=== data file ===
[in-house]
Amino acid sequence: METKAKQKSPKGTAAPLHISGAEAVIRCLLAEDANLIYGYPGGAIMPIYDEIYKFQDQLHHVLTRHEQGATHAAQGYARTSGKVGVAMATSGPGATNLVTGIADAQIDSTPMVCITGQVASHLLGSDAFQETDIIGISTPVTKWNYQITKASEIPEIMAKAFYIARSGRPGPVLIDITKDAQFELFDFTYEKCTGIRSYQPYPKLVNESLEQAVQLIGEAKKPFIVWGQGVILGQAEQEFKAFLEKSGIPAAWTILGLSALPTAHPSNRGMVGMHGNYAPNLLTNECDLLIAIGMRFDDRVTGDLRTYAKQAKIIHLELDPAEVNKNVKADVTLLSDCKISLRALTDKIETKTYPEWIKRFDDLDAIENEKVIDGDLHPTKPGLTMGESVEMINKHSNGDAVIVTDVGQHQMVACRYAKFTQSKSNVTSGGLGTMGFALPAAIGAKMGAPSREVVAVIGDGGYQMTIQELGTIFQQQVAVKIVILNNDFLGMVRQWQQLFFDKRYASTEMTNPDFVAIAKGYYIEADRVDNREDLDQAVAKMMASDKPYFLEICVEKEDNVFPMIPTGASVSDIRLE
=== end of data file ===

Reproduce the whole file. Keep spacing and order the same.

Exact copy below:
[in-house]
Amino acid sequence: METKAKQKSPKGTAAPLHISGAEAVIRCLLAEDANLIYGYPGGAIMPIYDEIYKFQDQLHHVLTRHEQGATHAAQGYARTSGKVGVAMATSGPGATNLVTGIADAQIDSTPMVCITGQVASHLLGSDAFQETDIIGISTPVTKWNYQITKASEIPEIMAKAFYIARSGRPGPVLIDITKDAQFELFDFTYEKCTGIRSYQPYPKLVNESLEQAVQLIGEAKKPFIVWGQGVILGQAEQEFKAFLEKSGIPAAWTILGLSALPTAHPSNRGMVGMHGNYAPNLLTNECDLLIAIGMRFDDRVTGDLRTYAKQAKIIHLELDPAEVNKNVKADVTLLSDCKISLRALTDKIETKTYPEWIKRFDDLDAIENEKVIDGDLHPTKPGLTMGESVEMINKHSNGDAVIVTDVGQHQMVACRYAKFTQSKSNVTSGGLGTMGFALPAAIGAKMGAPSREVVAVIGDGGYQMTIQELGTIFQQQVAVKIVILNNDFLGMVRQWQQLFFDKRYASTEMTNPDFVAIAKGYYIEADRVDNREDLDQAVAKMMASDKPYFLEICVEKEDNVFPMIPTGASVSDIRLE